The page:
In the absence of any definite evidence to the contrary, the origin of our town music–the Waits–must be fixed to this period, that of Edward IV. Harrod, in “the Antiquities of Stamford and St. Martin’s,” printed in 1785, vol. 2, p. 418, thus alludes to them and their duties: “The four waits have an annual salary of fifty shillings each, these drest in scarlet cloaks trimmed with gold lace precede the Mayor with their music the day on which he is chosen, commonly called the Mayor’s feast day; on the proclaiming of Simon and Jude fair; and on his Majesty’s birth day ; thrice weekly also in the dead of the night they walk round the streets playing from the above fair to Christmas, at which holidays they call at persons houses where after playing a tune or two (a practice continued to recent times), they are presented with a shilling, or half-a-crown, at the donor’s pleasure. It was customary for them to go the same rounds from the holidays to Lady-day and again call on the same houses, but when there is not a vigilant magistrate this quarter is neglected.”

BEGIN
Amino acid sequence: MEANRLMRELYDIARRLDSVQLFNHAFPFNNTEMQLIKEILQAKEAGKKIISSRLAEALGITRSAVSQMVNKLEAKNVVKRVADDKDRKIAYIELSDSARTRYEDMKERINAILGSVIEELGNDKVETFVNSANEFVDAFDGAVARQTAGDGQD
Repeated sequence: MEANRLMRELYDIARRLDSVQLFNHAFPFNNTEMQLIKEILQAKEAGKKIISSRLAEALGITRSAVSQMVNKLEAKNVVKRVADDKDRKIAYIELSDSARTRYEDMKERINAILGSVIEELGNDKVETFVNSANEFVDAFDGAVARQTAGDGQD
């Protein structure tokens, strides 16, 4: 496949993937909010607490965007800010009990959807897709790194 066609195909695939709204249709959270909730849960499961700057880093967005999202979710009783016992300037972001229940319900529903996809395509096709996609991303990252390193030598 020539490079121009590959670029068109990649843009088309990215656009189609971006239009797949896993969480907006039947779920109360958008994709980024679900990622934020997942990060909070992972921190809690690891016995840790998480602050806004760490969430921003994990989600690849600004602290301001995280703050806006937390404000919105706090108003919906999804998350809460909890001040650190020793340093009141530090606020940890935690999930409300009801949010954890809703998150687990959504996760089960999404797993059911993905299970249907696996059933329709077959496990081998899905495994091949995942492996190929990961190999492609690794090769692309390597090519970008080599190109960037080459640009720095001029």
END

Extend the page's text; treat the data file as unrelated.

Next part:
Many of my readers, especially townsmen, will call to mind, not perhaps without a maledictory growl of disapprobation, hearing one of the party, after playing a short tune, call out, quoting the words of Shakespeare, at the time of:

“Deep night, dark night, the silent of the night,
The time of night when Troy was set on fire,
The time when scritch-owls cry, and ban-dogs howl,
And spirits walk and ghosts break up their graves.”